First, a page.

TrioLinguist wrote:I've got some concerns which primarily reside in my compulsion to look up every uncertain word in the dictionary

I look up every uncertain word, too, and find it better than back when I didn't. So mine's a choice and not a compulsion. But I do it differently from you. I extensive-read first without dictionary, then a couple of days later I sit at the computer to intensive-read the same book and look up words. This way, I'm happy to really extensive-read because I know I will look words up later.
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Re: Seeking advice

Postby Tomás » Tue Mar 14, 2017 2:01 pm

I do not enjoy intensive reading and don't do it. I would rather learn vocabulary with Anki, and just read exclusively in the "extensive" mode. I learn a lot of words with extensive reading and the ones I don't get I don't worry about--I will learn them later.
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Re: Seeking advice

Postby Cavesa » Tue Mar 14, 2017 3:55 pm

I agree with EMK wholeheartedly. I have had great experience and results with extensive reading. I would say that the first breakthrough can come earlier than after 500 pages and the second I strive for are 10000 pages, which is the point at which I get really comfortable (approximately) and it is a nice number to strive for :-D

Like Tomas, my experience with intensive reading has been quite disheartening, it is making me read much less. Yes, there is a lot of value to it, but it is really not the way many learners and especially most teachers present it like "intensive reading is good, extensive is a wayste of time, look how much you have retained after reading a book extensively compared to intesively". Extensive reading is not supposed to give you great results after one book. It is not supposed to be comfortable immediately. It is not supposed to be the lazy way to learn.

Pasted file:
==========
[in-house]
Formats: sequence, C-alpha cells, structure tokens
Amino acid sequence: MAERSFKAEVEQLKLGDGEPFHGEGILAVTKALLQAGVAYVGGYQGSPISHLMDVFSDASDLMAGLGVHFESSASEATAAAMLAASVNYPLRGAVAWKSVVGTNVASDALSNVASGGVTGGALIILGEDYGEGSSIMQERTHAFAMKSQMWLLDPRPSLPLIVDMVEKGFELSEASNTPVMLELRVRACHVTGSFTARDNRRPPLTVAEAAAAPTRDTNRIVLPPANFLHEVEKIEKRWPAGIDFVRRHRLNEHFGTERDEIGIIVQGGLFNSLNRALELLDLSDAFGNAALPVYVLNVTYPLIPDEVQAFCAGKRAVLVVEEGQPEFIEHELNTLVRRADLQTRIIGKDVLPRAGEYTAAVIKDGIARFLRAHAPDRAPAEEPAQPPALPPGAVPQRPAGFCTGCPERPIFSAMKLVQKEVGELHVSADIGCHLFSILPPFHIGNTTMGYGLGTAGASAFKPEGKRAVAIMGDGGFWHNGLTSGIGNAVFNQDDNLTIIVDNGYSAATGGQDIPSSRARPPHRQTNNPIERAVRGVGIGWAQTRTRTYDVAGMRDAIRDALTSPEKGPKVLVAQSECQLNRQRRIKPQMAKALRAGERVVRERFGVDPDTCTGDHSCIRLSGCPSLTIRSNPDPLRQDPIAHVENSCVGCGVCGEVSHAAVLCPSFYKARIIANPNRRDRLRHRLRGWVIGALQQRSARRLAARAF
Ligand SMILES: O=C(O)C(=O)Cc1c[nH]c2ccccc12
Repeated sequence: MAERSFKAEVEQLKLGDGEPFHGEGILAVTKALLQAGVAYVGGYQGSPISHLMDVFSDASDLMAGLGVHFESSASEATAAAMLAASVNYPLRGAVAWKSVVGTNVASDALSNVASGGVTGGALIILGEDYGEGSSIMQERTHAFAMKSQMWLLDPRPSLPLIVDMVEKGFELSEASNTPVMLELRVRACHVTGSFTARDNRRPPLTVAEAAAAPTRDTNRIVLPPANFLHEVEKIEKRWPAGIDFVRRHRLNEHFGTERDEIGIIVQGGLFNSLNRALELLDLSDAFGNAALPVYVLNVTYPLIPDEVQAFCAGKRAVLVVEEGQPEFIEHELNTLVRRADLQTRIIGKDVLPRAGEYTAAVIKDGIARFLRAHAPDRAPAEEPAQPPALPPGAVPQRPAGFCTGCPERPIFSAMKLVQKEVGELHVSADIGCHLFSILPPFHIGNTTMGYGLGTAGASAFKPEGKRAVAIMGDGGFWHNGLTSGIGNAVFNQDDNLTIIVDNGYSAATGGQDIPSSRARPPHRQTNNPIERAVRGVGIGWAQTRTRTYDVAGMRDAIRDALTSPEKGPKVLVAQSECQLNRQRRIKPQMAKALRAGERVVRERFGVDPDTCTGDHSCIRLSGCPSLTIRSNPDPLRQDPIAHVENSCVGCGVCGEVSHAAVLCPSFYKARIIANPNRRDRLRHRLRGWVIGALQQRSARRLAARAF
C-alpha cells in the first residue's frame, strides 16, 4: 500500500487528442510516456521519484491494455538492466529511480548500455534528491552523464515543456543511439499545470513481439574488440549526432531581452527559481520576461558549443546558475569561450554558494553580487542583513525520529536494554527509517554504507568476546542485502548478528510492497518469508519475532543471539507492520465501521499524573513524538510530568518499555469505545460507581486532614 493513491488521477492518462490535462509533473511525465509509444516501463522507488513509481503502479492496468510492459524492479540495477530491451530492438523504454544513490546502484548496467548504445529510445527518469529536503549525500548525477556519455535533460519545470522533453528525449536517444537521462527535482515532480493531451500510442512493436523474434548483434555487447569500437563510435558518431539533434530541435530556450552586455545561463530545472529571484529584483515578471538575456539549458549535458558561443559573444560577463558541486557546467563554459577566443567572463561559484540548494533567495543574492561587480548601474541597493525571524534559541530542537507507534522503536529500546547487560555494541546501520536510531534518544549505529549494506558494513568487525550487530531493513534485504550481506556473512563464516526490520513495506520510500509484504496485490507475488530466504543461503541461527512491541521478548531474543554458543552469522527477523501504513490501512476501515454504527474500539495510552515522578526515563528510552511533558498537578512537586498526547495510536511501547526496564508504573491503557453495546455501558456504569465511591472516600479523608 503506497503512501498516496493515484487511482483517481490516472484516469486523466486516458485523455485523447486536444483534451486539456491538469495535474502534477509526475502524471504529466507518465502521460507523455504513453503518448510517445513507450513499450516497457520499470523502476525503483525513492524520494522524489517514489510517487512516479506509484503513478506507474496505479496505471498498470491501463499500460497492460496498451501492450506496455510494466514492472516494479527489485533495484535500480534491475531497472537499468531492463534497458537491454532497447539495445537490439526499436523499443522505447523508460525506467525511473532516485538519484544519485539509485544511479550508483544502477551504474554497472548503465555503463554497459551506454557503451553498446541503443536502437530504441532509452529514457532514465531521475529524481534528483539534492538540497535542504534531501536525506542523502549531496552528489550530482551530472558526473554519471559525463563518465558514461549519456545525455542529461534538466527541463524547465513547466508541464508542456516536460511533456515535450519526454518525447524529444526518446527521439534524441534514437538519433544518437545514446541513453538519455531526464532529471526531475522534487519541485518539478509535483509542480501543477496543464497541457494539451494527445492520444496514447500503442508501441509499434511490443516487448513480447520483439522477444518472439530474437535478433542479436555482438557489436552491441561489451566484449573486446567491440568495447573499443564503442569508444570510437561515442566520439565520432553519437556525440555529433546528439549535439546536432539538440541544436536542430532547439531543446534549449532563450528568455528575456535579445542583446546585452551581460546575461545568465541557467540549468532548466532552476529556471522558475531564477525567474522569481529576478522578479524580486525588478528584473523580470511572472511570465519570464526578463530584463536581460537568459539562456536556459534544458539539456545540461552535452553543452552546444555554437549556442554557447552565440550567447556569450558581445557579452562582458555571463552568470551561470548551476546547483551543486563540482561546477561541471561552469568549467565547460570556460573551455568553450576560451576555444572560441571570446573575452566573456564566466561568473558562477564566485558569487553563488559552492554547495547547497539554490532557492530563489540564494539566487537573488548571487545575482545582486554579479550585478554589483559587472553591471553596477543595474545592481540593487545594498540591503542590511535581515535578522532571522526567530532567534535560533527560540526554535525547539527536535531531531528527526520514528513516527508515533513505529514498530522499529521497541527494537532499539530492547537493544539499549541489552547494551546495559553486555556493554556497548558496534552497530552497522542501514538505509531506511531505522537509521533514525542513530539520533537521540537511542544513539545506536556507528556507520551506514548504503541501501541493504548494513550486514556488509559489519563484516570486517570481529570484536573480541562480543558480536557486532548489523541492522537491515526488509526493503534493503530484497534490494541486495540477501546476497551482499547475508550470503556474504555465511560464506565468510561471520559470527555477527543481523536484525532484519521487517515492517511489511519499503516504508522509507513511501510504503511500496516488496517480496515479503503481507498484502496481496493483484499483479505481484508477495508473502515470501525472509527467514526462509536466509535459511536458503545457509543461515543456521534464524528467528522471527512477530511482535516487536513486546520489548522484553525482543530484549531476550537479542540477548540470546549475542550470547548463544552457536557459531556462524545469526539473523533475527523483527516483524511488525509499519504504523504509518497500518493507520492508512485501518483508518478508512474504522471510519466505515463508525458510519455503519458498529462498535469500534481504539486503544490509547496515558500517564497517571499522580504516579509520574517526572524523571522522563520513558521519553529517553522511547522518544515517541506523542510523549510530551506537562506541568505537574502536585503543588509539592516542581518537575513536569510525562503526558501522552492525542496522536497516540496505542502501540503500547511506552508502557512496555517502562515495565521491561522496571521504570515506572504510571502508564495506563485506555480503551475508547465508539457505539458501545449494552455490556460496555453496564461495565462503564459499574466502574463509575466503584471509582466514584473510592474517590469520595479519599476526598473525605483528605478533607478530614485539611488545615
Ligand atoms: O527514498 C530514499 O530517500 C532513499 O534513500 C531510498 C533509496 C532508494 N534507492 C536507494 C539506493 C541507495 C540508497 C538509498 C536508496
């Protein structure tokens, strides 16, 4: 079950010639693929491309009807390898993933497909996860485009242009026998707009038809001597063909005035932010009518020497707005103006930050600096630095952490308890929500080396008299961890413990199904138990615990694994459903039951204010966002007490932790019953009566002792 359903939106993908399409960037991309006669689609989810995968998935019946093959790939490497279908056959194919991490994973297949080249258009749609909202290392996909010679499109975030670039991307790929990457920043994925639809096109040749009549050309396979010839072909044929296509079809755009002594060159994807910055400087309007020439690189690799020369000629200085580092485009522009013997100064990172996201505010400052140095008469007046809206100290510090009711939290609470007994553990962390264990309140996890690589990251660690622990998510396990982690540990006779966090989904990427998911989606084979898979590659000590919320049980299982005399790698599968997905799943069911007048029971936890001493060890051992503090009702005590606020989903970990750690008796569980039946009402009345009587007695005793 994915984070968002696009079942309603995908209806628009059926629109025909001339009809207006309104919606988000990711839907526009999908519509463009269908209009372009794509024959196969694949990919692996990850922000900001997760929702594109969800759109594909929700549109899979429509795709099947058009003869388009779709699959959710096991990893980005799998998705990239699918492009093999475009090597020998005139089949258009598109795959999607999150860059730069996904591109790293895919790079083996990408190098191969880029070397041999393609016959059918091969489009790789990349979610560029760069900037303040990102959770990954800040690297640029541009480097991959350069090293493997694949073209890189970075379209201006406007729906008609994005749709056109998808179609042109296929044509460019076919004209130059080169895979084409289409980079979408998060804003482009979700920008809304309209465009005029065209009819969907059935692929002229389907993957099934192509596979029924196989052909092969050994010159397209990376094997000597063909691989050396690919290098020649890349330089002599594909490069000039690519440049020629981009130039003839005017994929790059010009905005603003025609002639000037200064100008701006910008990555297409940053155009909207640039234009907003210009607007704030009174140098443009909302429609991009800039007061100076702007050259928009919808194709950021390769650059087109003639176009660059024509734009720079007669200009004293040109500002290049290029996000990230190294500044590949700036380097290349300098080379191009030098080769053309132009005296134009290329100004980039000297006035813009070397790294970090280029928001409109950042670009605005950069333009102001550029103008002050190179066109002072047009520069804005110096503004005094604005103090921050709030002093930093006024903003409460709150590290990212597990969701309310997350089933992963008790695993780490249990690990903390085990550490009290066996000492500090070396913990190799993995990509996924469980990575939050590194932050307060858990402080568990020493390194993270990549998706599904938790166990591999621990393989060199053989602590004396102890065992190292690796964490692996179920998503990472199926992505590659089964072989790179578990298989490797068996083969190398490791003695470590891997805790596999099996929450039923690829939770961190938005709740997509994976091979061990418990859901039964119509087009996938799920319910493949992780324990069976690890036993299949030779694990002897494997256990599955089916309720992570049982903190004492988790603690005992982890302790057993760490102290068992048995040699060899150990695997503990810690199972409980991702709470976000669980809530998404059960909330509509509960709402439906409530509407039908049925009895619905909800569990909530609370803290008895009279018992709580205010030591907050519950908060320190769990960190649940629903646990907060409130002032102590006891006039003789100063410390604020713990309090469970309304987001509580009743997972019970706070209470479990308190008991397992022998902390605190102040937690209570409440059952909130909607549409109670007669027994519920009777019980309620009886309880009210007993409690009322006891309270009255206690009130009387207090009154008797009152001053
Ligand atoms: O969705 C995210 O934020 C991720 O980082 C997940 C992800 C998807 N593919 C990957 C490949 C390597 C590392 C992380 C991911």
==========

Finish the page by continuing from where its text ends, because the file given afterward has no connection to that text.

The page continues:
The key is the volume. If you want to compare the intensive and extensive activities, which I doubt none of the teaching "scientists" has done, compare results after a hundred hours spend on the activity, not after 100 pages. That would be interesting.

Of course extensive reading can be disheartening at first. Right now, I am not ready to read just extensively in German, fortunately readlang makes intensive reading quite bearable, so at least part of my reading is taken care of. It is an interesting experiment and it is still too early for me to judge the results. But I'll drop that as soon as I want to use my paper books, as looking things up all the time or writing them down is just too annoying and unpractical during my daily life. Extensive reading gives you benefits the intensive reading never can. Fluidity, speed, immersion, thinking in the language (which is a huge part of talking), natural feel for what is and isn't correct, and more, you are learning vocab in context and with a natural SRS. Intensive reading is probably more efficient for fast vocabulary acquisition, but so is alarger anki deck.